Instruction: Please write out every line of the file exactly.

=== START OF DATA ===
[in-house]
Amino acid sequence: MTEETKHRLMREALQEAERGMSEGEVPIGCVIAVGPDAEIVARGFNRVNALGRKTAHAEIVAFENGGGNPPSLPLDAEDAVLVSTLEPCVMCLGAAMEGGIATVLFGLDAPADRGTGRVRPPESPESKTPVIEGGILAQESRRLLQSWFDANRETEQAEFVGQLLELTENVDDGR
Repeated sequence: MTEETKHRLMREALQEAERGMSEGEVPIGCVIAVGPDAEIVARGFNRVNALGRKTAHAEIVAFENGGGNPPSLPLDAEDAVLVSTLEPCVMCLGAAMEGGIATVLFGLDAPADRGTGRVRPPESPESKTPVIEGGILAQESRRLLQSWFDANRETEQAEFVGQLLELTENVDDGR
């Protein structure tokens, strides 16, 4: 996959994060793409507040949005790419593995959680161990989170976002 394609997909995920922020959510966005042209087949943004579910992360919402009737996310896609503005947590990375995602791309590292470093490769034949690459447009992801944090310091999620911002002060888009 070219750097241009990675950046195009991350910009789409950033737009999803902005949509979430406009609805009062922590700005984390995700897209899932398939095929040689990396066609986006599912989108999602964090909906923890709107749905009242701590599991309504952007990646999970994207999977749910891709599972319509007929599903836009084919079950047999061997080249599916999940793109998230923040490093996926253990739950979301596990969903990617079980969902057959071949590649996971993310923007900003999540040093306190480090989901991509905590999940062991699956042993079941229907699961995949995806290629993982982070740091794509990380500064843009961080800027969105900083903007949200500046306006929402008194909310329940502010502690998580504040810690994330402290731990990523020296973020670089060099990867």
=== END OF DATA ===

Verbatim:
[in-house]
Amino acid sequence: MTEETKHRLMREALQEAERGMSEGEVPIGCVIAVGPDAEIVARGFNRVNALGRKTAHAEIVAFENGGGNPPSLPLDAEDAVLVSTLEPCVMCLGAAMEGGIATVLFGLDAPADRGTGRVRPPESPESKTPVIEGGILAQESRRLLQSWFDANRETEQAEFVGQLLELTENVDDGR
Repeated sequence: MTEETKHRLMREALQEAERGMSEGEVPIGCVIAVGPDAEIVARGFNRVNALGRKTAHAEIVAFENGGGNPPSLPLDAEDAVLVSTLEPCVMCLGAAMEGGIATVLFGLDAPADRGTGRVRPPESPESKTPVIEGGILAQESRRLLQSWFDANRETEQAEFVGQLLELTENVDDGR
């Protein structure tokens, strides 16, 4: 996959994060793409507040949005790419593995959680161990989170976002 394609997909995920922020959510966005042209087949943004579910992360919402009737996310896609503005947590990375995602791309590292470093490769034949690459447009992801944090310091999620911002002060888009 070219750097241009990675950046195009991350910009789409950033737009999803902005949509979430406009609805009062922590700005984390995700897209899932398939095929040689990396066609986006599912989108999602964090909906923890709107749905009242701590599991309504952007990646999970994207999977749910891709599972319509007929599903836009084919079950047999061997080249599916999940793109998230923040490093996926253990739950979301596990969903990617079980969902057959071949590649996971993310923007900003999540040093306190480090989901991509905590999940062991699956042993079941229907699961995949995806290629993982982070740091794509990380500064843009961080800027969105900083903007949200500046306006929402008194909310329940502010502690998580504040810690994330402290731990990523020296973020670089060099990867």